“Local is kind of a funny word” that can be interpreted several ways, and businesses that use it must clearly define what it means to them and their consumers so no one is misled, said Amy Rothstein, who founded Brooklyn, NY, based Dona Chai two years ago.
She explained that for her chai tea concentrate, which is made with fresh-pressed ginger, the term local references the product’s production, rather than the origin of the ingredients.
“Our ingredients are not grown here. They are grown in countries across the world, but for me and Dona Chai, ‘local’ means we will produce the chai tea concentrate ourselves – we will not outsource production,” she said.
“It also means we will shorten our supply chain any way we can. So, we get our spices from a company that works directly with farmers instead of going through a guy who goes through a guy who get spices from a warehouse in New Jersey,” she said.
Playing up this definition of local has helped the startup find placement and distribution at other Brooklyn-based companies, such as high-end coffee shops and retailers, including the Whole Foods stores in New York City and soon the surrounding region.
But as the company continues to expand, the way it defines local likely also will need to expand and evolve, Rothstein acknowledges.
“One thing it might come to mean is opening production hubs in different cities,” she suggested. That way the company could still claim the concentrate is brewed locally.
It also might mean playing up adjacent values associated with local, such as the common consumer understanding that local also equals “small, artisanal companies that might have an interest in design or lifestyle and a higher interest in quality than a larger corporation might have,” she said.
Both of these expanded interpretations of ‘local’ fit nicely with Rothstein’s plans and other values for her young company.
Small batch is easier at local level
For example, establishing small production sites across the nation as Dona Chai expands would allow Rothstein to continue brewing the tea in small batches.
Currently, the company brews the chai tea concentrate in 50 gallon batches, which Rothstein acknowledges sound big, but is not when compared to large-scale, mass production.
She prefers small batch brewing because it gives her more control over the quality of the final product.
“When I develop or adjust a recipe, I do it at my house in four to eight cup batches,” but that recipe doesn’t scale up perfectly to 50 gallons, she said. “I don’t think cooking is strictly mathematical,” and keeping batches as small as possible helps account for differences in scaling, she added.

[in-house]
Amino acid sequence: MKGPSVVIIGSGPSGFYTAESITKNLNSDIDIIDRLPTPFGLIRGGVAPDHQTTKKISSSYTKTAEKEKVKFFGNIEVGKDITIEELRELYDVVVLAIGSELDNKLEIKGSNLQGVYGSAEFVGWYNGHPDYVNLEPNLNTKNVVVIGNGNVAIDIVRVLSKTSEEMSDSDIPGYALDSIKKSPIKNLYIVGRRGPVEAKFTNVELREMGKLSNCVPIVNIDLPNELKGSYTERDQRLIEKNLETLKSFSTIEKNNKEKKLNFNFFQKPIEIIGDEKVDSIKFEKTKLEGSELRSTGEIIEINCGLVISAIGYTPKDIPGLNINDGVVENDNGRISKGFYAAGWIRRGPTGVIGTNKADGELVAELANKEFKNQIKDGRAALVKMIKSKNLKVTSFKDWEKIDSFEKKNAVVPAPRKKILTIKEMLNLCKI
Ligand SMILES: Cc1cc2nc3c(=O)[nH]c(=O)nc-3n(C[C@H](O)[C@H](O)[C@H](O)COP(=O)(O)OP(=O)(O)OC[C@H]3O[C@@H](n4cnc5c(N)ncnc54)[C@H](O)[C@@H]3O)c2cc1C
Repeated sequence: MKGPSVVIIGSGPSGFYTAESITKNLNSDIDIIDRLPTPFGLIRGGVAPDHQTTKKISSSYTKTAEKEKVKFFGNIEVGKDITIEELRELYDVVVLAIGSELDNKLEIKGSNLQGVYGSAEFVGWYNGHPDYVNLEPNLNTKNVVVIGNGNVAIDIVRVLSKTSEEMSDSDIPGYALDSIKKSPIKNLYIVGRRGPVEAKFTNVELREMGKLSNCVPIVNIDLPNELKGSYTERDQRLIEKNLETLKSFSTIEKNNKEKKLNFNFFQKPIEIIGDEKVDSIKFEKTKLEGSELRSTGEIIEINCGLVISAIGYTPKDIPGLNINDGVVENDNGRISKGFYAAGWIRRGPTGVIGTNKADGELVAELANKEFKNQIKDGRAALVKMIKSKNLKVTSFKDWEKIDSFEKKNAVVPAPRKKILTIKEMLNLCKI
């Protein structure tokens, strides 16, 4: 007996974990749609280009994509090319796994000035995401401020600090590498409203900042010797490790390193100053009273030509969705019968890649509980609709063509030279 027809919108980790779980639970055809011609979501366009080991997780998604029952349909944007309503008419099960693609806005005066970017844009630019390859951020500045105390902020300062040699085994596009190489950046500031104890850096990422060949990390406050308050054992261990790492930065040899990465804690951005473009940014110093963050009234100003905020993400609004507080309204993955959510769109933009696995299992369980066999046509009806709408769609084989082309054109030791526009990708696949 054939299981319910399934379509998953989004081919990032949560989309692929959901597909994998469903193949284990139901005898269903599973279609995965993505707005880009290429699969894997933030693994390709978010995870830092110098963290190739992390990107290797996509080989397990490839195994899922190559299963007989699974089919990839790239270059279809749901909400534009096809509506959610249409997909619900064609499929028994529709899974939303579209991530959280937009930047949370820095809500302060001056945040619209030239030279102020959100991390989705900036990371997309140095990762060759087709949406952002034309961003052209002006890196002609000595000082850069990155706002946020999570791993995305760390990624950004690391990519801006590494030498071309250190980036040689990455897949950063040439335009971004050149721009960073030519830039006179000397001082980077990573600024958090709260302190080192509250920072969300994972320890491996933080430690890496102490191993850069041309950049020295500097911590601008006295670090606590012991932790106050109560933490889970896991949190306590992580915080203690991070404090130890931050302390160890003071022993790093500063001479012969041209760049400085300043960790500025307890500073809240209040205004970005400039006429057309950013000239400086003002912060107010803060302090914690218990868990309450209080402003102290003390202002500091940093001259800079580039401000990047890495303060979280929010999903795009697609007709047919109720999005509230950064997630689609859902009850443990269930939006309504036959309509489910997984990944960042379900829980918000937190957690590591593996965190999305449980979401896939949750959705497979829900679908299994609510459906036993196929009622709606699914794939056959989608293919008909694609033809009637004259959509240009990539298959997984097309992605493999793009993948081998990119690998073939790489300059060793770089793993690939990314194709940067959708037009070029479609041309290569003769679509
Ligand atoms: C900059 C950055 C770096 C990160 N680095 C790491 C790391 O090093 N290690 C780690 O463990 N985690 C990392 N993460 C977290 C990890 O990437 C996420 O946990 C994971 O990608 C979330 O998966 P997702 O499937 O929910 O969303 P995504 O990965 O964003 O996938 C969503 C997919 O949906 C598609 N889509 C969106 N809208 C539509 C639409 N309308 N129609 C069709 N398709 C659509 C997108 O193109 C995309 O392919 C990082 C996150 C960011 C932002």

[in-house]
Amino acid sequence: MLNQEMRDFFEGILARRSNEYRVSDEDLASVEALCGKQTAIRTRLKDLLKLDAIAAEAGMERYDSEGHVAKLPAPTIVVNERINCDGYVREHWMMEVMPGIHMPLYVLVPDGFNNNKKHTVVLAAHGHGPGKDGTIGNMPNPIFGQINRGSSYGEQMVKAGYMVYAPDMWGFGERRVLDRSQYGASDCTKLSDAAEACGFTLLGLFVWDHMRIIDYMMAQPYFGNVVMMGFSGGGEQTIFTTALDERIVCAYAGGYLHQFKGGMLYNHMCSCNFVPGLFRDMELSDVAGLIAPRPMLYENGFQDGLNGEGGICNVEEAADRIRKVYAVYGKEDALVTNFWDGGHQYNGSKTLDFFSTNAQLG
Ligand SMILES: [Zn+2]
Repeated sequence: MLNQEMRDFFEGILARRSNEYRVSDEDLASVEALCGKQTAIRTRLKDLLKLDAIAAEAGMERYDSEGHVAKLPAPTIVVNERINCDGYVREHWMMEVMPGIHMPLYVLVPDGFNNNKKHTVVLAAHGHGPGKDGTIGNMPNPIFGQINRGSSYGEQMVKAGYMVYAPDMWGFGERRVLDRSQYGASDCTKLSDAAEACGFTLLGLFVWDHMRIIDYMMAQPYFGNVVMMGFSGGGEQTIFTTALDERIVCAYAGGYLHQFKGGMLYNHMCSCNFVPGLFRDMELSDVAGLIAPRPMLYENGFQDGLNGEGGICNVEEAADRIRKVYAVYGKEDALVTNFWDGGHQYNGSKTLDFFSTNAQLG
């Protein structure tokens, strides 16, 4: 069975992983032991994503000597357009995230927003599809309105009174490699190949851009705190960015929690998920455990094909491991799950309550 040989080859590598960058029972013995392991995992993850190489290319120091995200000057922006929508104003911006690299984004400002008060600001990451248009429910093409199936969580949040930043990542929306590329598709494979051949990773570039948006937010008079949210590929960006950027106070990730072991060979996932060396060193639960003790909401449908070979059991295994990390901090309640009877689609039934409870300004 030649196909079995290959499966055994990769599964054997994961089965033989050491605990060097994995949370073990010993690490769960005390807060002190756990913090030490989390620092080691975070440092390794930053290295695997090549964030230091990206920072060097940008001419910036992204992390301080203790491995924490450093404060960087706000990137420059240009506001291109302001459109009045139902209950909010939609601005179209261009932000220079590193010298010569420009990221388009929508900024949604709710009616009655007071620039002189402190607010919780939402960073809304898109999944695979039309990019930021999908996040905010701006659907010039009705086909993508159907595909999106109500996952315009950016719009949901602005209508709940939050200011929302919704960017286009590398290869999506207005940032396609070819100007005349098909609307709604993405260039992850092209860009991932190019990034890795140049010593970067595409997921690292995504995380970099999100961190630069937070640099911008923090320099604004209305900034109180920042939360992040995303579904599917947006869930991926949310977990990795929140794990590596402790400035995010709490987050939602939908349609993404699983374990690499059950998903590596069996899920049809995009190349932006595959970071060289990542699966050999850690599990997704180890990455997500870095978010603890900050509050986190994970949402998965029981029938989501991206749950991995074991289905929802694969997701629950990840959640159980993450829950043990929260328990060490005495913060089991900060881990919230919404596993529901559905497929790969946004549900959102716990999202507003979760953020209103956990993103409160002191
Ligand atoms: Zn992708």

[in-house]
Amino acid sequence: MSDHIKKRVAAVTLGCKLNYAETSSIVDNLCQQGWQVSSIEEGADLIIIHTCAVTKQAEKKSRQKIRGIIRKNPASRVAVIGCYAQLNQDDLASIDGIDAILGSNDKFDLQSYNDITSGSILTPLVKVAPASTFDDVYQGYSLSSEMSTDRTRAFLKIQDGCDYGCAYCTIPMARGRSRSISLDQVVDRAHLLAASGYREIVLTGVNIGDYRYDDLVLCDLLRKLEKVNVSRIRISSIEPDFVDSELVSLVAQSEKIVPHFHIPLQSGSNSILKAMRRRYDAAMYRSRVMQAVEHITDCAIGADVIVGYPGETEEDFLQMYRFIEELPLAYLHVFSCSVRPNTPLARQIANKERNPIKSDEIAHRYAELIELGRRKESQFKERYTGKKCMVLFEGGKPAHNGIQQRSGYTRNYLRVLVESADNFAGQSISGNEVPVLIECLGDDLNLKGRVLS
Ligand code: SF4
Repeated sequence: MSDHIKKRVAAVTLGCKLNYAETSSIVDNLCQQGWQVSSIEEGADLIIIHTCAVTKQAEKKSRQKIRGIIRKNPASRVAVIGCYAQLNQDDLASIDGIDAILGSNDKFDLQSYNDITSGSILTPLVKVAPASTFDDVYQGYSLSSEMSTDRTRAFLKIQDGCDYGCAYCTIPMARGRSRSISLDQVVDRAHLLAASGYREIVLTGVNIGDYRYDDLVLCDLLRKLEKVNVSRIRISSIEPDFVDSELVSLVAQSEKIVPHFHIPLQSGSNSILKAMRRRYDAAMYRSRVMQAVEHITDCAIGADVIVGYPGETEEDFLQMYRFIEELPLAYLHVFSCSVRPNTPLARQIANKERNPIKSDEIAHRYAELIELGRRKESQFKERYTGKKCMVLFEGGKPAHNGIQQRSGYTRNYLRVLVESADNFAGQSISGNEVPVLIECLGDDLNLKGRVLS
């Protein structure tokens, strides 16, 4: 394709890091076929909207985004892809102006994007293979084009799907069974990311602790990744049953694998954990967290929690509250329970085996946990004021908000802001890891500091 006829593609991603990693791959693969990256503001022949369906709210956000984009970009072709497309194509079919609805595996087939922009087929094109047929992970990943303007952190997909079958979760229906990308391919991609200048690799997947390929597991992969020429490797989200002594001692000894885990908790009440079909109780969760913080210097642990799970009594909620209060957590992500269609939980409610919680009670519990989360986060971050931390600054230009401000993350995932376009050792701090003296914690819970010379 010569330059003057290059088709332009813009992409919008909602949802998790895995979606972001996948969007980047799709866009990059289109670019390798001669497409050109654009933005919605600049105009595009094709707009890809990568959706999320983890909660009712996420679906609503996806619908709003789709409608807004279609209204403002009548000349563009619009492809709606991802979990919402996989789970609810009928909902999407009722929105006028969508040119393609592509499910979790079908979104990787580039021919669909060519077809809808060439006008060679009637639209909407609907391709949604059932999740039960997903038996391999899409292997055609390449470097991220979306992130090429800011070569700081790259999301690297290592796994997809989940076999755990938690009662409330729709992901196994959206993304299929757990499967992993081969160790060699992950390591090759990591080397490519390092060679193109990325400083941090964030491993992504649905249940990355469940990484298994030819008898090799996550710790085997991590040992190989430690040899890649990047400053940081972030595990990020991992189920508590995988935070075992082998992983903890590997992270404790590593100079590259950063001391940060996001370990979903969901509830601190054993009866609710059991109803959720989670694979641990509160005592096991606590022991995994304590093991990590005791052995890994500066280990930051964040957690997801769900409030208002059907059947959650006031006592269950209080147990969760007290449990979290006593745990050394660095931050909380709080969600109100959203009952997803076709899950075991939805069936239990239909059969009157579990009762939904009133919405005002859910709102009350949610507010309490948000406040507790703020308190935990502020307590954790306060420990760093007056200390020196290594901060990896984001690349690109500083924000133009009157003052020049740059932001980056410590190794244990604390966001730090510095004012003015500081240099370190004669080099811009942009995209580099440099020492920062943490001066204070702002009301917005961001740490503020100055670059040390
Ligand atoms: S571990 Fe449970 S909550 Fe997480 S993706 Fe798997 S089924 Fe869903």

Dona Chai also benefits from small batch production because she slow steeps her chai tea to a high concentration instead of brewing it at regular strength and then boiling it down to a concentration.
“I found when you reduce or boil down the tea into a concentrate, the depth of flavor gets lost. So, slow-steeping allows us to create a strong enough flavor to be a concentrate, but still maintain a high quality,” she said.
Building a lifestyle brand on top of ‘local’
The second strategy of broadening the term local to describe a lifestyle also fits well with Rothstein’s goal of expanding her brand beyond just tea, she said.
“I want to overlap in design and lifestyle as well as food and I think there is a market opportunity for that,” Rothstein said, pointing to blogs that focus on design, lifestyle and food.
“One thing we are doing is I will work with a local ceramic artist to make us custom Dona Chai tea cups,” which will expand the brand, she said.
She also notes active social media and web presence is another way to develop a lifestyle brand. For example, she posts recipes using her chai, and plans to use images of bowls and cups to give consumers more reasons than tea to visit her company’s Instagram feed and to illustrate the brand’s versatility.
To make these big dreams come true, Rothstein realizes she needs to better organize her company so that it can scale and that she needs to develop new ways of working with larger retailers.
She explained that she is more comfortable walking into stores and chatting with employees than with creating formal proposals and going through the bureaucratic steps that often are required at bigger accounts.
That said, her strategy of reaching out and networking in person is how she landed in Whole Foods two years ago.
With that in mind, she plans to hit the pavement in Washington, DC, in the New Year to hopefully expand her distribution into a new region that is still close enough to her home base to count as local – even with some of the narrowest definitions.